|Location||Africa; at the border between Tanzania and Kenya|
|Coordinates||3°19′S 37°41′E / 3.317°S 37.683°ECoordinates: 3°19′S 37°41′E / 3.317°S 37.683°E|
|Catchment area||3.38 km2 (1.31 sq mi)|
|Max. length||3 km (1.9 mi)|
|Max. width||2.4 km (1.5 mi)|
|Surface area||4.2 km2 (1.6 sq mi)|
|Average depth||81 m (266 ft)|
|Max. depth||90 m (300 ft)|
|Water volume||0.34 km3 (0.082 cu mi)|
|Surface elevation||877 m (2,877 ft)|
Lake Chala, also known as Dschalla, is a crater lake in a caldera on the borders of Tanzania and Kenya on the eastern edge of Mount Kilimanjaro, not far from the town of Moshi and 8 km north of Taveta. Depending on the time of year, it ranges in colour from deep blue to turquoise and green, it is surrounded by a 100 metres high crater rim. The lake is fed by groundwater flows, which come from Mount Kilimanjaro, fed and drained under ground with a rate of about 10 million m³ / year. Even the Chala loses volume. Its level had dropped in the last 6 years, by 2.4 metres, at the start of 2011 the water level has risen again by over 1 metre.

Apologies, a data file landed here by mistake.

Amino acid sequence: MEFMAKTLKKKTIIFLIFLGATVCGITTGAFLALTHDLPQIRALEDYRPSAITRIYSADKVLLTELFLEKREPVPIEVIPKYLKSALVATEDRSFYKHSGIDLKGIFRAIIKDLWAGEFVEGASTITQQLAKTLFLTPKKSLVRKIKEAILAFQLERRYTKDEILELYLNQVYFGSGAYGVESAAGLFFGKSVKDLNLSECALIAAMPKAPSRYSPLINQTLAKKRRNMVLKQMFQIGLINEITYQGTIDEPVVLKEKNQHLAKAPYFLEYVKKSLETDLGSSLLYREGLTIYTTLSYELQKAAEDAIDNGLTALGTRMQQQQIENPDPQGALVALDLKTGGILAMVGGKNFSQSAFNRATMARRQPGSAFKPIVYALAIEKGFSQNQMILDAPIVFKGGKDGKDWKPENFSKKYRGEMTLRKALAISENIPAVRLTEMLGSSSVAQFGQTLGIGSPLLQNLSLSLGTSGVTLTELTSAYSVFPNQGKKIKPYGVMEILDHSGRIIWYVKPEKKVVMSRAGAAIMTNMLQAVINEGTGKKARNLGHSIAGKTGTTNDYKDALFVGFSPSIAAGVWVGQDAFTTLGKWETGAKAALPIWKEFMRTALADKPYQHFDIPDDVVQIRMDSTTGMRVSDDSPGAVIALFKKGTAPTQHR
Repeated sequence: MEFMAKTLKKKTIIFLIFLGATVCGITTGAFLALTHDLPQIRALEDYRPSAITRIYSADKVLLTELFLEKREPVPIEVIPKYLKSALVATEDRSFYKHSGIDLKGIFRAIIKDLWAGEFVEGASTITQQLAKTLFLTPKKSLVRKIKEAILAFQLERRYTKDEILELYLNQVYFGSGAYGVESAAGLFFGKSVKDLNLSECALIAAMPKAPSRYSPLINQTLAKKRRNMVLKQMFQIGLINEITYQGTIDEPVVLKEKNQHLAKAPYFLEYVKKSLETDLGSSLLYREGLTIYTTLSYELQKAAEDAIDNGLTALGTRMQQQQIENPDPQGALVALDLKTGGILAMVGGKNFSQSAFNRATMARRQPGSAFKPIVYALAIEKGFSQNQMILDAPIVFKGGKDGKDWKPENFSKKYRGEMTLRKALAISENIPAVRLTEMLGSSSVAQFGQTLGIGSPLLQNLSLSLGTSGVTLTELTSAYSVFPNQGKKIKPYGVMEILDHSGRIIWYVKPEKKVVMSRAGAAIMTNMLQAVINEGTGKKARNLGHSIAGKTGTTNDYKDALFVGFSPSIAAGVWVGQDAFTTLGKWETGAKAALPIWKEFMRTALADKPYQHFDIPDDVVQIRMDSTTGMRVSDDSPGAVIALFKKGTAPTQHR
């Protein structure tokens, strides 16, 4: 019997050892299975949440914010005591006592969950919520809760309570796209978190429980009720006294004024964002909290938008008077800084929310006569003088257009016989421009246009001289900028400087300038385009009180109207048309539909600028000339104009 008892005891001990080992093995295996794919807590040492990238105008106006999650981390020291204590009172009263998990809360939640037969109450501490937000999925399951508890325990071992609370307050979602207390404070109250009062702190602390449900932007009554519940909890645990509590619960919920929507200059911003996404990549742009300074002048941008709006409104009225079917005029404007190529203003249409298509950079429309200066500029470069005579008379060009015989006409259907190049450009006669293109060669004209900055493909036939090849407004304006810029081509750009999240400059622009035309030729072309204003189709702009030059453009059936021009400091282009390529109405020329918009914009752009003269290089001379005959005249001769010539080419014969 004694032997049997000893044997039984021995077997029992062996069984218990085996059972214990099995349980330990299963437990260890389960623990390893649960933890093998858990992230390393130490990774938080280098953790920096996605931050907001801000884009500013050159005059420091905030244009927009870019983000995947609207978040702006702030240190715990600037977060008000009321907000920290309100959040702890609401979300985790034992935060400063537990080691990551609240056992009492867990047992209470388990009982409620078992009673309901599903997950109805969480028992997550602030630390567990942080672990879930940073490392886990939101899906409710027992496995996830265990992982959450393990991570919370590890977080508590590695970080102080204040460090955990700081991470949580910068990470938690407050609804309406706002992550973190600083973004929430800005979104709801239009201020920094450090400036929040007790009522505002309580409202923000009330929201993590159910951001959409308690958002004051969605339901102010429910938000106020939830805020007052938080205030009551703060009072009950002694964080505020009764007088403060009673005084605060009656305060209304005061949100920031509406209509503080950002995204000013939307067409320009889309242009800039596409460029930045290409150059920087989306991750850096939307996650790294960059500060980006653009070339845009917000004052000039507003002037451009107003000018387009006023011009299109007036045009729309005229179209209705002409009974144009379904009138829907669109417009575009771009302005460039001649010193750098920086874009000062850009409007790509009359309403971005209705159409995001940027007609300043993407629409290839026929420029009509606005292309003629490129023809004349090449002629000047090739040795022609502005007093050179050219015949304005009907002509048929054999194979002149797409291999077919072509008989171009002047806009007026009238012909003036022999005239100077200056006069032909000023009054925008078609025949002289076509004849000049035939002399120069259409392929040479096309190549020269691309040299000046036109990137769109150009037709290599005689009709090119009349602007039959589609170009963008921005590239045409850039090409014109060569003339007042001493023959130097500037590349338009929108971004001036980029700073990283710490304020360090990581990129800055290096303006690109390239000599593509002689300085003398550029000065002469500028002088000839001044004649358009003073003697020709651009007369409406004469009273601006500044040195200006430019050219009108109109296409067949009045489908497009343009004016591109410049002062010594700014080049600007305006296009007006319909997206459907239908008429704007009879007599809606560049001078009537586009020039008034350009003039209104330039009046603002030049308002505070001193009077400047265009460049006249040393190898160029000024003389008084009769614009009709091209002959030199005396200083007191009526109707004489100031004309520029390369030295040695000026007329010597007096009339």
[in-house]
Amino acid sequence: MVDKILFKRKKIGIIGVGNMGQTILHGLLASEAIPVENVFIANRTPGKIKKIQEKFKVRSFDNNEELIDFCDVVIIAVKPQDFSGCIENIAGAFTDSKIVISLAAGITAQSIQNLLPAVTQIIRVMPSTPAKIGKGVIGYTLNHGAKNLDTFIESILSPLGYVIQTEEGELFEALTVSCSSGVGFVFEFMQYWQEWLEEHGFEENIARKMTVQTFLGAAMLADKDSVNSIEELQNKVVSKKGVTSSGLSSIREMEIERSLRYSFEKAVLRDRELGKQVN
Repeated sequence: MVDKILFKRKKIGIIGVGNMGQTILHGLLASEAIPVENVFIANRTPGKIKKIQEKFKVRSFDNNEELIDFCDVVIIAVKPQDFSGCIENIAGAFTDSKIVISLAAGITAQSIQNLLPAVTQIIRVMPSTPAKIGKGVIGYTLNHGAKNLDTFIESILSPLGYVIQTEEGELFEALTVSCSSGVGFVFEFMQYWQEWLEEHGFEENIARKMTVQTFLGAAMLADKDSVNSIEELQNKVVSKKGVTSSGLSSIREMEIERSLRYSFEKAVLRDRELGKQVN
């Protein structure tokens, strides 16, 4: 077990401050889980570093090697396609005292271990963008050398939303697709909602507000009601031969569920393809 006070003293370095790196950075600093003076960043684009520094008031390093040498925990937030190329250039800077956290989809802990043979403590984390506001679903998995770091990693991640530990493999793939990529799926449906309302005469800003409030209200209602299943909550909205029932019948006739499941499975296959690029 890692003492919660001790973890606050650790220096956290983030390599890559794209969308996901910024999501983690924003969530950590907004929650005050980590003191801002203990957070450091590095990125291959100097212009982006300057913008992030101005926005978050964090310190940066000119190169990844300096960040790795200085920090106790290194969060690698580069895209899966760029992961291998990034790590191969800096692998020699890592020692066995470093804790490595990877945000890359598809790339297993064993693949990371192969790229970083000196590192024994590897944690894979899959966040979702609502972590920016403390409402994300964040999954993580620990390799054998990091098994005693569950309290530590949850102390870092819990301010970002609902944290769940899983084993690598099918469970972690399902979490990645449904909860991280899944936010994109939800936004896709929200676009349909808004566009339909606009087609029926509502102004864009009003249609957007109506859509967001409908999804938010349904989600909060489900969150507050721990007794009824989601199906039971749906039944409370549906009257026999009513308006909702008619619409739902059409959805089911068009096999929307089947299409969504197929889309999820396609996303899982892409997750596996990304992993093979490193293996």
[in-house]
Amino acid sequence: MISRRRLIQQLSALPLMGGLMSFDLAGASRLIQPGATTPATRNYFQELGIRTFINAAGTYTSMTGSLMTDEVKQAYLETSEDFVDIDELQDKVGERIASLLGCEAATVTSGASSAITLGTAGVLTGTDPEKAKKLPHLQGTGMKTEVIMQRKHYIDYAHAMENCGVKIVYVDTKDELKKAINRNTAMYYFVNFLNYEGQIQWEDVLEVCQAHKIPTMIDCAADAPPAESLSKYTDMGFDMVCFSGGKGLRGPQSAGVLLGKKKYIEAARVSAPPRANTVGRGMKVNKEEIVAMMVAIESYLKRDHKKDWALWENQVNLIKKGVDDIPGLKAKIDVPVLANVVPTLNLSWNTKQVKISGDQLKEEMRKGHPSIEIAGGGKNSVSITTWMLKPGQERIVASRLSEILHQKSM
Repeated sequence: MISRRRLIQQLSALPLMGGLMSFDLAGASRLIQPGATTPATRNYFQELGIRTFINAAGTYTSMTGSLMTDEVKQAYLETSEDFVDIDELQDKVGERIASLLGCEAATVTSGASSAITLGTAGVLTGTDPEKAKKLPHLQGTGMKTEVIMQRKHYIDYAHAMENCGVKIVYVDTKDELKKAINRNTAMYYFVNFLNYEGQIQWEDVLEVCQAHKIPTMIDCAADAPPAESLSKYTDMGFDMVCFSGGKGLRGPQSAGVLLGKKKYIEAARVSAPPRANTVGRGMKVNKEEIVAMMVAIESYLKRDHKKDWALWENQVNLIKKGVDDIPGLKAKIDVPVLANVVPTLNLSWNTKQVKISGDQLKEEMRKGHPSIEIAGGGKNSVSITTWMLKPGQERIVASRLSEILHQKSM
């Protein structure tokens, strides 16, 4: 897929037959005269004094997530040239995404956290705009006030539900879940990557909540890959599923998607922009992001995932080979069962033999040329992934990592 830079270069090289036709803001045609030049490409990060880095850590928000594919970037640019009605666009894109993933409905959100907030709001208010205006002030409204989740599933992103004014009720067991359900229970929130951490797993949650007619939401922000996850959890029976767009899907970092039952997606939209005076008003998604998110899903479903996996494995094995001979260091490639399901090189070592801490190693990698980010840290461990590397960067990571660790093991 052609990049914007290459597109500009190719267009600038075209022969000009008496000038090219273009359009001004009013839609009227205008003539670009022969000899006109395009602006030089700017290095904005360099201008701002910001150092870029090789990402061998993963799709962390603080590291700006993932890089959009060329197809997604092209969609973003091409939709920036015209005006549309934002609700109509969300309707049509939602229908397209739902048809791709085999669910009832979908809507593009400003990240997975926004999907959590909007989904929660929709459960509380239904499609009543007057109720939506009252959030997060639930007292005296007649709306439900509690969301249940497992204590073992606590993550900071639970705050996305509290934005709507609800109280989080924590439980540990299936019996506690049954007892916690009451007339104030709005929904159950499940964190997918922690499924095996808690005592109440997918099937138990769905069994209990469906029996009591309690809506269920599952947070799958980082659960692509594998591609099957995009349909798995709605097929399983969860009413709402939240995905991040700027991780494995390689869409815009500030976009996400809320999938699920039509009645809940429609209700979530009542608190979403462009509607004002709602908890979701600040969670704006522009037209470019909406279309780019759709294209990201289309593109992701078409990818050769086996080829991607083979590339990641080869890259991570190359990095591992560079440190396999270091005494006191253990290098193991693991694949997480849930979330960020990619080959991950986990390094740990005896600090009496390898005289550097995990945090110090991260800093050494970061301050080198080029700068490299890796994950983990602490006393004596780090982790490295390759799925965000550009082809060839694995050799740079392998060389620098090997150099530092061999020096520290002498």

Crocodiles were introduced to Lake Chala in the early 1900s, and in 2002, a woman was killed by a rare Nile crocodile (Crocodylus niloticus) while swimming in the lake. Since then the local fishermen, tired of having their nets ripped to pieces, started an eradication programme by shooting and poisoning. It is doubtful if any crocodiles remain in the lake today.
This stunning volcanic area is rapidly growing in tourism and it is now possible to stay at Lake Chala at the new camp on the Tanzanian side.
|Wikimedia Commons has media related to Lake Chala.|
- Susan Carter; A. R. Smith (1 June 1988). Flora of Tropical East Africa - Euphorbiac v2 (1988). CRC Press. p. 425. ISBN 978-90-6191-338-2.
- "Tanzania » Places Of Interest » Lake Chala". go2africa.com. Retrieved 12 June 2010.
- Studie to the kenian goundwatersystems
- Blomfield, Adrian (14 March 2002). "British girl 'killed by rare dwarf crocodile'". The Daily Telegraph. London.